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South Pole

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The ceremonial South Pole with the geodesic dome station in the background

The South Pole is the remote location of Amundsen-Scott South Pole Station in Antarctica, operated by the United States of America.

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Understand[edit]

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Although there's more than one definition of "the South Pole", the most popularly accepted one (and a travel destination) is a fixed location in the southern hemisphere at the Earth's axis of rotation, latitude 90°S (longitude not applicable). Unlike the North Pole, which is nothing but a sheet of ice floating on the surface of the Arctic Ocean, the geographic South Pole is located on solid ground, allowing a permanent research station to be built at the site of the pole itself. Although it was once an elusive goal that took the lives of many explorers, thanks to modern technology, it has been permanently staffed since 1956, and is now a destination of commercial travel expeditions.

"The South Pole" is also defined geomagnetically. This pole drifts around, and since there's nothing particularly interesting about it other than perhaps watching your compass not work, it receives no visitors. There's also a southern pole of inaccessibility, the point in Antarctica farthest from any coastline. This is a fixed location (barring major sea level changes that might redefine coastlines) at 85°50'S 65°47'E, but as the name suggests, travel to this point is generally impractical.

History[edit]

The first persons to successfully reach the south pole were the 5 men of a party led by Roald Amundsen, who reached the pole on December 14, 1911. A competing British team led by Robert F. Scott reach the pole on January 17, 1912, but ran short of supplies and died of starvation or exposure 11 miles from their last supply depot. A US Navy plane with 2 aboard flew over the pole on November 29, 1929.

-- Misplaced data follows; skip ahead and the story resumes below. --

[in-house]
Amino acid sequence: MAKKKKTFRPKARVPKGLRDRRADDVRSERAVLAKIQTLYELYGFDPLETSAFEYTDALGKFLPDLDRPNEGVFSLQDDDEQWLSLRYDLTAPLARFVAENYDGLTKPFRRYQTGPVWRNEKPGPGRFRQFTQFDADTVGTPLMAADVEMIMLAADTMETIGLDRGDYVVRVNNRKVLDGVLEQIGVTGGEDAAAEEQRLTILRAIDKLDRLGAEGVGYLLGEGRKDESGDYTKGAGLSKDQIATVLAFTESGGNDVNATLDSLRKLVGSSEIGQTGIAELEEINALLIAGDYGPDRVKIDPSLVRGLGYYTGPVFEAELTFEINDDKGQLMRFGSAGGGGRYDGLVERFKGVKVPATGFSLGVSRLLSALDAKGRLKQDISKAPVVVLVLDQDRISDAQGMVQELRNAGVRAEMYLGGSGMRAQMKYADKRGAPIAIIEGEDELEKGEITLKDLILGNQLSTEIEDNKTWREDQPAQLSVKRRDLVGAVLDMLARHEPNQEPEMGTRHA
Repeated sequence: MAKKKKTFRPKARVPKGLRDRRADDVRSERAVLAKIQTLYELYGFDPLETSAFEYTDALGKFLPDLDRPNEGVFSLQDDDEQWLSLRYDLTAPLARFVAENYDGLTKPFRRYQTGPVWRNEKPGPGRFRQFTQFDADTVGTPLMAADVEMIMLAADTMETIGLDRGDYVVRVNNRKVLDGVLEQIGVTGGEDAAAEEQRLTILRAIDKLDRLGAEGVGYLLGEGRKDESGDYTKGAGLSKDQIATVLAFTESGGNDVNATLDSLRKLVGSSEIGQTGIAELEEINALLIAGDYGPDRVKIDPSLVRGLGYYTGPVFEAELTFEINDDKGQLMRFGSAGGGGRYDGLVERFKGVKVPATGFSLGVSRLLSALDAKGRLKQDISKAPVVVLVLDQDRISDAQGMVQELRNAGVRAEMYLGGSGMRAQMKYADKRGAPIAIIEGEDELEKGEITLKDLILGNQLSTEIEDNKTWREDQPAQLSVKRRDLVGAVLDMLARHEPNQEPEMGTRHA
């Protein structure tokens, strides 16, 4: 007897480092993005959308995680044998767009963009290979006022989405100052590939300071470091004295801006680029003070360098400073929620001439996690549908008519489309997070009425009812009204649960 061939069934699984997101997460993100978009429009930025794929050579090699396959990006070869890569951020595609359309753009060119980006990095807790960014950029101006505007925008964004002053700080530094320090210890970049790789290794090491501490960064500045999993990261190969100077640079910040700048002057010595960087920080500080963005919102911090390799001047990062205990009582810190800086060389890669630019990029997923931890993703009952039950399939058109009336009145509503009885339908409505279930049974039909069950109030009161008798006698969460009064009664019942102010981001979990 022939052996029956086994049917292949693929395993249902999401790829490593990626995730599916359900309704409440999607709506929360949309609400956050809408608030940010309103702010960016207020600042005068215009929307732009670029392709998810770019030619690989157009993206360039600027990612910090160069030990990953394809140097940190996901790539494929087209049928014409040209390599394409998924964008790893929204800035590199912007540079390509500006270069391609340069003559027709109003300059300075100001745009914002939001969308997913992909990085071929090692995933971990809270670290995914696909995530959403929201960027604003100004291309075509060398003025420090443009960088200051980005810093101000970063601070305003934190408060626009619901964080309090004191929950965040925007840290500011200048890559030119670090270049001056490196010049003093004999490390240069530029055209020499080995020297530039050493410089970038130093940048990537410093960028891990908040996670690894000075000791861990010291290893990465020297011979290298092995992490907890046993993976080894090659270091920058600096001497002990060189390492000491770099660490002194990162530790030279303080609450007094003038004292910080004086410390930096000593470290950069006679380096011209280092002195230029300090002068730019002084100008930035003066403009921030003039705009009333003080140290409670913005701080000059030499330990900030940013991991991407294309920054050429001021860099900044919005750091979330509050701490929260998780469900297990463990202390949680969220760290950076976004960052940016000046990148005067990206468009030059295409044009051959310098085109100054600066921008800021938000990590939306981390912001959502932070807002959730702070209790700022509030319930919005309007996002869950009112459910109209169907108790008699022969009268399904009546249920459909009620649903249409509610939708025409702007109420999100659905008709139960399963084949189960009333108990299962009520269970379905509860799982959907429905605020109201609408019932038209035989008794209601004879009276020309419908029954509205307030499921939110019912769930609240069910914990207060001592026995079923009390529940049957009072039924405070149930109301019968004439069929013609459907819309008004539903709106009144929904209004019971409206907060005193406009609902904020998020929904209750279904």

No one stepped foot on the south pole until 1956, when another US Navy plane reached the pole, landing this time. Soon thereafter, the US constructed a station as part of the International Geophysical Year, which has been permanently staffed since.

Climate[edit]

It's tempting to say that the climate at the South Pole is consistently cold, but it is not. In December it is very cold, with an average temperature of around -28℃ (-18℉). However In July it is astonishingly cold, with temperatures sagging to -80℃ (-112℉). (Note that there are no "day-time highs" or "night-time lows" in these figures, because the sun only sets and rises once each year.) Snowfall is scarce; since weather systems rarely penetrate into inland Antarctica and because the temperature is often too low, hence its desert status. The existing snow does drift, however, with winds averaging a modest 12 knots. (At these temperatures, calculating wind-chill factors is fairly pointless.) Antarctica is the coldest, windiest continent on Earth and as such an expedition there surely carries a risk of danger. Freak snowstorms and white conditions (both caused by high winds) can affect South Pole expeditions and have buried the ceremonial South Pole markers (they have to be bulldozed out of the snow usually).

Landscape[edit]

The terrain around the South Pole is consistently flat. Ice is fluid enough to settle to a flat surface if left undisturbed, and the underlying rock isn't geologically active, nor is there any rainfall to sculpt it.

Get in[edit]

Antarctica is (for obvious reasons) the least-visited continent, and the South Pole is (because it is not accessible by sea) the least-visited site in Antarctica that is nominally "open to tourism".

Most expeditions take place in November thru January, during the Antarctic summer/day. They generally launch from Punta Arenas at the southern tip of Chile, stop at Patriot Hills camp in the Ellsworth Mountains on Antarctica, and make the final leg of the trip by air as a day trip to the Pole itself. Some expeditions drop travelers well short of the Pole, leaving them to finish on the ice.

From nov-2013. All companies have the same new price 45.000 US $, and increasing....

  • Adventure Network [1]. Offers flights several times a year for a chilly US$35,000 per person. Also offers guided treks by ski to the South Pole. Covering the full 1170km from coast to Pole involves an estimated 65 days of skiing, for about 7-9 hours a day, hauling a sled weighing 110-130 lbs (50-60 kg), and the price for the privilege is US$59,000. Alternatively, you can cheat and fly halfway there with the "Ski the Last Degree" package, in which case you'll ski for only about two weeks and pay a mere US$38,500.
  • Arctic Odysseys. [2]. Offers a 10-day excursion to Antarctica, including a day at the Pole.
  • Icetrek, [3]. Offers a week-long excursion by air with one day at the Pole (US$33,500), and 15- to 25-day expeditions cross-country skiing the last 1 or 2 degrees (starting at US$38,500).
  • PolarExplorers, [4]. Offers a two-week expedition skiing the last degree to the Pole. US$37,500.